The U.S. border may be open but Premier Doug Ford is trying to keep Ontario vacationers close to home. In the 2021 Ontario Economic and Fiscal Review released last Thursday, the provincial government laid out a proposal for a “staycation tax credit” to help bolster a hard-hit tourism industry.
“Our government has a responsible and prudent plan that creates the conditions for an economic and fiscal recovery driven by growth,” said finance minister Peter Bethlenfalvy in a release.
The personal income tax credit—available during the 2022 tax year—would allow Ontarians to claim 20 per cent of the cost of vacation rental accommodations up to $1,000 for individuals or $2,000 for families. This means that individuals could get a maximum tax break of $200 and families $400.
The credit will apply to any vacation accommodation booked between January 1 and December 31, 2022, with Ontario residents able to apply for the credit in their 2022 tax return.
Eligible accommodations include hotels, motels, resorts, lodges, bed and breakfasts, cottages, and campgrounds in Ontario as long as the stay is less than a month in length and the reason for the booking is leisure rather than business.
The tax credit would cost the government $270 million and support an estimated one-and-a-half million families.
Ontario’s cottage country accommodations are optimistic about the initiative. “Anything that is supporting and incentivizing stays within Ontario would be welcome,” said Laura Kennedy, director of marketing for Deerhurst Resort in Huntsville.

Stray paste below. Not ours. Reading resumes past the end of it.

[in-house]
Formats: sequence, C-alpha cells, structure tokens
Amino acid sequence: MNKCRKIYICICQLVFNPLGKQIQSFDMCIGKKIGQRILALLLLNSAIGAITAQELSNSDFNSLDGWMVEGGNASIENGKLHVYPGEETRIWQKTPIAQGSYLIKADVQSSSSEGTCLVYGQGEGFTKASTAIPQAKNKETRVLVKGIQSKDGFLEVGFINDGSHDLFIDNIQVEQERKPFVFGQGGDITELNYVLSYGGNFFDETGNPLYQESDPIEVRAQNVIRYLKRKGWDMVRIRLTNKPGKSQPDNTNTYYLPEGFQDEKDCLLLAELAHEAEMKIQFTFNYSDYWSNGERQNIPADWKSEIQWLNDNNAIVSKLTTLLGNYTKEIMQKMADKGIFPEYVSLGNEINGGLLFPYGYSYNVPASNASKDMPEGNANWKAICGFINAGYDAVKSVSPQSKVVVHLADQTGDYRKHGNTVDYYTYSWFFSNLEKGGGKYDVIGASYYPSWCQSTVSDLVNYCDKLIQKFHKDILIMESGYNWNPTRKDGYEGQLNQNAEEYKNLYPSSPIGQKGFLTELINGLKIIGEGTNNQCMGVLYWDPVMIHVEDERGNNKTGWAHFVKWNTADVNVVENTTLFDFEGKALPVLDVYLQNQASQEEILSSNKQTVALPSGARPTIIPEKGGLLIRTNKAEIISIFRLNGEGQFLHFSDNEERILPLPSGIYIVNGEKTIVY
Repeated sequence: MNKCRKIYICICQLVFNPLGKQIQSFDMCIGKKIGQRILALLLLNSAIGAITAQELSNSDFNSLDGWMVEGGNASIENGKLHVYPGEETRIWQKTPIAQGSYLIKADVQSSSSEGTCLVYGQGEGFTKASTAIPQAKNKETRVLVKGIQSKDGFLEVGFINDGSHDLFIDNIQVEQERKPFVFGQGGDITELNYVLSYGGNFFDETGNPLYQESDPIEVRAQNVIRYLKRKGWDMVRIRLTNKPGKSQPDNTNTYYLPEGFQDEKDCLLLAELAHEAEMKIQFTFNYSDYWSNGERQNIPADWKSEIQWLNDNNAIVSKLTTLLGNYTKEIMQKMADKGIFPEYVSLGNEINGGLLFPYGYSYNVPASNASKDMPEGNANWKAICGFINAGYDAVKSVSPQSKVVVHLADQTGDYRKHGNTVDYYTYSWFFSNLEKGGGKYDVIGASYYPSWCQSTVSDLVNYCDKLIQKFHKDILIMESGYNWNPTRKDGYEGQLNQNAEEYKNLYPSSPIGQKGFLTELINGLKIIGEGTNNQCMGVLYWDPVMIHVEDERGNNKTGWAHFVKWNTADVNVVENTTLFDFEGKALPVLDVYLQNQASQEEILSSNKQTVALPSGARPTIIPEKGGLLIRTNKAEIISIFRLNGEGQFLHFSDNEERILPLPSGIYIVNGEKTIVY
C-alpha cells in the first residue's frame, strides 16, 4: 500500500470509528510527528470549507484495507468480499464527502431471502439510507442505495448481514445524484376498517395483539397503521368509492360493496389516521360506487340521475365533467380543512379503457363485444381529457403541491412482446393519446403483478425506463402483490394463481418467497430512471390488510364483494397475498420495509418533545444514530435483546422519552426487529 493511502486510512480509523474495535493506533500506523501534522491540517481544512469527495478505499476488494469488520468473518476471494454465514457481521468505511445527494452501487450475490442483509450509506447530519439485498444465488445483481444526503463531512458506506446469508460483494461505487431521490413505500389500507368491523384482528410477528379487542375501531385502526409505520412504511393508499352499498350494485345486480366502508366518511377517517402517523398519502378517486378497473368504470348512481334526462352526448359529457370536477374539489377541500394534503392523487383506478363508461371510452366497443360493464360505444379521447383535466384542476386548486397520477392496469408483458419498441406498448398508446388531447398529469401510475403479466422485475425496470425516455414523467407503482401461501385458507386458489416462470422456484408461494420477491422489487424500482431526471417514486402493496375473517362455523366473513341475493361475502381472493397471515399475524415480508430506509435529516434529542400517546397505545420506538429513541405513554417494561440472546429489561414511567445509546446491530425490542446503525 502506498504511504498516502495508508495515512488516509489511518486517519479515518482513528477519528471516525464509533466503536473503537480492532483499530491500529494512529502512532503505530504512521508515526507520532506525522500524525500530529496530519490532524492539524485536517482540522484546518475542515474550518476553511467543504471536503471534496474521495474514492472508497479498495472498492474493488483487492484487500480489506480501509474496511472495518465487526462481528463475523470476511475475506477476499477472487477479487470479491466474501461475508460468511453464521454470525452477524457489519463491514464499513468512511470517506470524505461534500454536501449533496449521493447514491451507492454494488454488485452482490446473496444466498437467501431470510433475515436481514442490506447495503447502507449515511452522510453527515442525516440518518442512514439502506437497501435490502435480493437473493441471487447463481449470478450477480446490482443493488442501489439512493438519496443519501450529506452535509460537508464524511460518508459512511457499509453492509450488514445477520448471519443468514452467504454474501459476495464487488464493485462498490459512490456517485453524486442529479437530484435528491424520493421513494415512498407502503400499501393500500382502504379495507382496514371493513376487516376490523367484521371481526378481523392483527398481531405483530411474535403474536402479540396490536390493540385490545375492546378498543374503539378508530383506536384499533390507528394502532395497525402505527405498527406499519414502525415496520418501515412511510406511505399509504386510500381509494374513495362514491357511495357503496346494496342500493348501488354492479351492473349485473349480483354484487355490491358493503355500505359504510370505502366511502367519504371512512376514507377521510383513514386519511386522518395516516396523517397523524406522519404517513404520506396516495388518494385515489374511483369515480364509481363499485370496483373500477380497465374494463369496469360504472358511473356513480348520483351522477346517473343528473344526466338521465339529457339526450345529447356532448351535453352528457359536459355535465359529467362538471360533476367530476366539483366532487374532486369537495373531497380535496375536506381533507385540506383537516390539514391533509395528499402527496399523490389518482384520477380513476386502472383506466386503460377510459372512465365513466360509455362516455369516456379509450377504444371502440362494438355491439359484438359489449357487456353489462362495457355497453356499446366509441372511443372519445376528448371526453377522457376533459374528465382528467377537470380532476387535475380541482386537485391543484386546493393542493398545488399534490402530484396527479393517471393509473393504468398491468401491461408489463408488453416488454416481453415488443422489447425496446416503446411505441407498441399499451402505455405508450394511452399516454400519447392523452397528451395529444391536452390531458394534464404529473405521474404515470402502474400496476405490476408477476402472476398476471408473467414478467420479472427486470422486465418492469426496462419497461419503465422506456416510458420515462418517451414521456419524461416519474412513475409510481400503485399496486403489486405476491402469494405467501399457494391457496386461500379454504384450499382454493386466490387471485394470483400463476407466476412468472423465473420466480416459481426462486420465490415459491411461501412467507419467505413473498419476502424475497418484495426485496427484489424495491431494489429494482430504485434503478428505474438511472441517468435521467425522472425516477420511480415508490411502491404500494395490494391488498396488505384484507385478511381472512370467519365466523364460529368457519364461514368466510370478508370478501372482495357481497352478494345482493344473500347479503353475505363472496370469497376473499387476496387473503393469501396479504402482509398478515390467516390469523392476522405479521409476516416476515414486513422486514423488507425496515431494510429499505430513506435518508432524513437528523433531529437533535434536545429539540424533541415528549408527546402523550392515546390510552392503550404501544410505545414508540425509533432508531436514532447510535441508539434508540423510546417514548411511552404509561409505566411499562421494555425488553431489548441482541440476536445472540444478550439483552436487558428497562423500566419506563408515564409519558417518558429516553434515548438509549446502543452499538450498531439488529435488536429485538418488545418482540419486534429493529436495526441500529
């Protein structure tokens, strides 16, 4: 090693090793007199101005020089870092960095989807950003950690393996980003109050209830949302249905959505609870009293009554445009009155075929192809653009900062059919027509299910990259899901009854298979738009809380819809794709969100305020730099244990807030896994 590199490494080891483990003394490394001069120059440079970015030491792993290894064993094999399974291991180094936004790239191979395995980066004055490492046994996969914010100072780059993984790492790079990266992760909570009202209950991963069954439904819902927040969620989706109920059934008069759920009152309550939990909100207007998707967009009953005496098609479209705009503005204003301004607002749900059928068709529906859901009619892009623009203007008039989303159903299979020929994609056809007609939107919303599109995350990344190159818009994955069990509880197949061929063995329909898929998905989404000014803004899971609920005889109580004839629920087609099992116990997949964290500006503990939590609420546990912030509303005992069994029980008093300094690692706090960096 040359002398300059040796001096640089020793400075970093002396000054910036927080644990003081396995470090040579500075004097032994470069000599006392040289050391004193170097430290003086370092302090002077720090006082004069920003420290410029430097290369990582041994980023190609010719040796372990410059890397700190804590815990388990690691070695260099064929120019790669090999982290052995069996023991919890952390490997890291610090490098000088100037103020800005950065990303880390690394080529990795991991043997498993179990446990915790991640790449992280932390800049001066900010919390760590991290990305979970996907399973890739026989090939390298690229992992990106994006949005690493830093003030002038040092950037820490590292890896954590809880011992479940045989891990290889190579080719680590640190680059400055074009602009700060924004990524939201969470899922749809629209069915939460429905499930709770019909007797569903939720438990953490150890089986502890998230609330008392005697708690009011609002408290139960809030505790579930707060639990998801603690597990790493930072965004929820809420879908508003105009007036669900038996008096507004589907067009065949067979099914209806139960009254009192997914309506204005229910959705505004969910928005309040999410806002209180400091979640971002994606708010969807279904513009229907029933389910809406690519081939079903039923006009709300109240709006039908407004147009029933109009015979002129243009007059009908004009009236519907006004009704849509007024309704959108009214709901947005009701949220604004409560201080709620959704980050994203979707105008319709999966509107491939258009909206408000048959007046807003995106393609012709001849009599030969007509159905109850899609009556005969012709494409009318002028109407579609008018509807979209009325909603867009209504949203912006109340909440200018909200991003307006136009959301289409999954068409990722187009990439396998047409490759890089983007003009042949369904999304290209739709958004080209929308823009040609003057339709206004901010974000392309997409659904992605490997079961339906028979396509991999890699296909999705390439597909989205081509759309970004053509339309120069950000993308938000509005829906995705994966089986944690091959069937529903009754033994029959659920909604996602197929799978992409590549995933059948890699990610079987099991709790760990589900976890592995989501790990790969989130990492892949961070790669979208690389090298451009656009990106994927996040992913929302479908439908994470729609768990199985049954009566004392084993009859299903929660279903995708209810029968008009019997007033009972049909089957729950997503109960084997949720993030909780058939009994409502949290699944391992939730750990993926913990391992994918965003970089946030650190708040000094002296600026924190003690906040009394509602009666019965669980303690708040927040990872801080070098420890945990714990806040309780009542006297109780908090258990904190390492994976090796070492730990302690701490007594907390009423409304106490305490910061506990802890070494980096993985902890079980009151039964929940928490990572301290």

“The timing of the incentive is good. As more travel destinations are starting to open up again, obviously there’s more competition with Ontario. So, I think it’s great to reward and incentivize Ontarians to stay in their province. And I think a lot of Ontarians have been discovering how many great travel destinations there are within their own backyard.”
While the pandemic did force Deerhurst to close its doors for three months in March 2020, demand over summer 2021 and into the fall has soared, Kennedy said. “There were actually times that we stopped taking bookings because of staff shortages.”
Heading into the holidays, Kennedy said that booking demand is pacing approximately 25 per cent ahead of where the resort would normally be.
Ontario NDP leader Andrea Horwath has criticized the Ford government for not going far enough. “Local tourism and hospitality businesses need and deserve more help to make it through the winter,” she said in a release.
In July 2020, NDP MPP Wayne Gates proposed an Ontario tourism tax refund of $1,000 per family. The Ford government initially walked away from the bill and have since reduced it to $400 per family.